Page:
What does a native Okie do when driving home from work early to beat severe weather? Tune in to the radio, think about protecting your family and listen to some of the world's best-trained meteorologists track developing storms.
So goes May 20, 2013. However, the approaching storm would bring no typical tornado. May 3, 1999, has been remembered as a once-in-a-lifetime tragic event by Oklahomans. Anything surpassing it was unthinkable. Until now.
Not only was the size unthinkable, but so was the loss. In some ways, it miraculously took fewer lives than anyone reasonably would expect. But in the most important way, it took 24 too many. And, at Plaza Towers Elementary, especially, it took seven far too soon.
As a native Oklahoman, I have watched dozens upon dozens of live tornado reports. I considered myself narcotized to media coverage of disaster damage. Not the case Monday. Veteran and Emmy-winning journalists broke down on camera as they reported the horror from Moore.
It was as bad as it gets. The places we consider safe suddenly looked like a war zone. Teachers used their own bodies to shield students, keeping them safe from falling debris as an entire school collapsed upon them. Thank God for these selfless guardians of our children.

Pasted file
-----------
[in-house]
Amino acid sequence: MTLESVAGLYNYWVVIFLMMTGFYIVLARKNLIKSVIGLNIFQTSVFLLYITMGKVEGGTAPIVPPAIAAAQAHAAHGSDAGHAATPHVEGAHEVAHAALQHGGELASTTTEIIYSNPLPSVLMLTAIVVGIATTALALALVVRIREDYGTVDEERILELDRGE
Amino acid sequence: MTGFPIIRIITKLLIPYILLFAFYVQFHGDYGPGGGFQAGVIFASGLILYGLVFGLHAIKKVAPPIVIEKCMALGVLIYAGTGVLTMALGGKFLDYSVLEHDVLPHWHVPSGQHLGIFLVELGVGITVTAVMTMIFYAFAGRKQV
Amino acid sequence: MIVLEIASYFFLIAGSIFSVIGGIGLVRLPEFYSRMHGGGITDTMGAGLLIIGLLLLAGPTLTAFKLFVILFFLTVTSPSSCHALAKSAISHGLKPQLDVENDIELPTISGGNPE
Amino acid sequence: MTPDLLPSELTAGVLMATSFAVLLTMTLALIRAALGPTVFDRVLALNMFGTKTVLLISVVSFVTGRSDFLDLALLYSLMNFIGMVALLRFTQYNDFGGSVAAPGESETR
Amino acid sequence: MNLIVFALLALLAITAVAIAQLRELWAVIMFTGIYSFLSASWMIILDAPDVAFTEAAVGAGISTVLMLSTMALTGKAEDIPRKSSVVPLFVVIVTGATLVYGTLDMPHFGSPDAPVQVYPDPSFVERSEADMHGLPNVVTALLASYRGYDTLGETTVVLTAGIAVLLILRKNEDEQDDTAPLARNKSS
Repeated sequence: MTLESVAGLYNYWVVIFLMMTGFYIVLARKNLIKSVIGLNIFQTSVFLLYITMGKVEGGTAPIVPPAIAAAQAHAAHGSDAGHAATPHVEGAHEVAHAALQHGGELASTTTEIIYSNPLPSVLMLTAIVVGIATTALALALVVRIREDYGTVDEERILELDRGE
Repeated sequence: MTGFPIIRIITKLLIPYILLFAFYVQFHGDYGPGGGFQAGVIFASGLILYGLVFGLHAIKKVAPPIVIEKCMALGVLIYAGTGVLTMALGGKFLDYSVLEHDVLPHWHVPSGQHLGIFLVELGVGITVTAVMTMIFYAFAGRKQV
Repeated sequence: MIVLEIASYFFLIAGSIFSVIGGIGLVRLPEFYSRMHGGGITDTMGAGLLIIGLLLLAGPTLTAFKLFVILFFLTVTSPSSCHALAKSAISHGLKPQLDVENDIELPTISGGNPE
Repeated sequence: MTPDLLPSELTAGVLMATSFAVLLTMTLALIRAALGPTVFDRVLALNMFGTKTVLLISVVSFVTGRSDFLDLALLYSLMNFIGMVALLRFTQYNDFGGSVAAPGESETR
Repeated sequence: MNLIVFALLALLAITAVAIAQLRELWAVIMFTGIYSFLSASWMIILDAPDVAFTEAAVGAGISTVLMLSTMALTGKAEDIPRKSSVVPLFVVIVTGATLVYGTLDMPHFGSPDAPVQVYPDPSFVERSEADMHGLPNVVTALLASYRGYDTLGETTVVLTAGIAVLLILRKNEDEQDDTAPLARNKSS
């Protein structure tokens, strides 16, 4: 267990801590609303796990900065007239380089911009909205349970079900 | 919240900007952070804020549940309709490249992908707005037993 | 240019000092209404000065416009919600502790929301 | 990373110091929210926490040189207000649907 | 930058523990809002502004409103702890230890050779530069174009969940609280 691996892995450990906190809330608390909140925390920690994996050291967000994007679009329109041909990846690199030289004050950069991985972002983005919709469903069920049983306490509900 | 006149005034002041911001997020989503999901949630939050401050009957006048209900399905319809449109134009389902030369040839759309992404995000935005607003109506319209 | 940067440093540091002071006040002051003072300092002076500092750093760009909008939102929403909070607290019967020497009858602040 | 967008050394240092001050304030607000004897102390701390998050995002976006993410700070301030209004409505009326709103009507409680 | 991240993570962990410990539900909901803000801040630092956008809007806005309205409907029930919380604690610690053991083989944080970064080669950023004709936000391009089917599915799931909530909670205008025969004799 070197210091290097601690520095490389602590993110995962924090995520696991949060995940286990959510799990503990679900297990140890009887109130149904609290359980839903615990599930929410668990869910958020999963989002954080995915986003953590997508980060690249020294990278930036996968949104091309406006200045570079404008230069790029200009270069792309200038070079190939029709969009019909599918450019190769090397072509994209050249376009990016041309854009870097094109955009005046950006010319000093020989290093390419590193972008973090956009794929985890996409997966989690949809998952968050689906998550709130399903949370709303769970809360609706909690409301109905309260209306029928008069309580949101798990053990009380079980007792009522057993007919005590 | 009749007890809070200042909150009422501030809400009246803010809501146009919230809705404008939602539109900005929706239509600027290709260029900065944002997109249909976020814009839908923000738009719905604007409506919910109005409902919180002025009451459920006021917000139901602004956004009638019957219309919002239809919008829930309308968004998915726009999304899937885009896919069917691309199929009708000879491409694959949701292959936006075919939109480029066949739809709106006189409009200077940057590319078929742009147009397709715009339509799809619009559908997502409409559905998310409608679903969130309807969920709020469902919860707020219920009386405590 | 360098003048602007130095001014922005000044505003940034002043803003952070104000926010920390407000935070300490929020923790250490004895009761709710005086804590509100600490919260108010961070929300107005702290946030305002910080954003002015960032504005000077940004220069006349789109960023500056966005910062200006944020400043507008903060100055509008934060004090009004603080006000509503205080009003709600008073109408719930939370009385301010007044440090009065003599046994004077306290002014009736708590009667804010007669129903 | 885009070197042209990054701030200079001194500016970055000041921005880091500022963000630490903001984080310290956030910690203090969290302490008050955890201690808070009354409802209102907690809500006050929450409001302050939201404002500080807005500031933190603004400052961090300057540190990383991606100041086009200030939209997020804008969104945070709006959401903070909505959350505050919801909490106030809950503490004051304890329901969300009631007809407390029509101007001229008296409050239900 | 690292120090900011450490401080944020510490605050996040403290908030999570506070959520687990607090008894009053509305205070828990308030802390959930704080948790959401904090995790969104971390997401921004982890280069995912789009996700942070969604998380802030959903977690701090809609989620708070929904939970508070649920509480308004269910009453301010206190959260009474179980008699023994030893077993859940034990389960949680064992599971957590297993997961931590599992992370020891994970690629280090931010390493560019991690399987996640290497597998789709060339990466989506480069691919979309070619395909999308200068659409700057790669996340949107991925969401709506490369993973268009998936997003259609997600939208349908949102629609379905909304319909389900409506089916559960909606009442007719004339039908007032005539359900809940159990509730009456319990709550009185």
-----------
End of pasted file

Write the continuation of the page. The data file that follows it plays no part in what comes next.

Immediately following the storm, help pours in from across the state, the country and the world. Only with well-trained volunteers and well-organized local efforts does aid achieve such a massive reach. Back at my work at Oklahoma City University, I work with an amazing team of colleagues to organize a response effort for the members of our campus community who were affected, as well as for all victims of the storm.
For every need, an Oklahoman is willing to step up and help. For every person who lost their home, a bed will be available. For every heartache, there is a prayer. Perhaps the only match for what could be the world's most destructive tornado is the world's most heartfelt response. In that case, Oklahoma has it covered. That's why this place is unique. That's why Moore will rebuild. That's why Oklahoma is the heartland of this nation.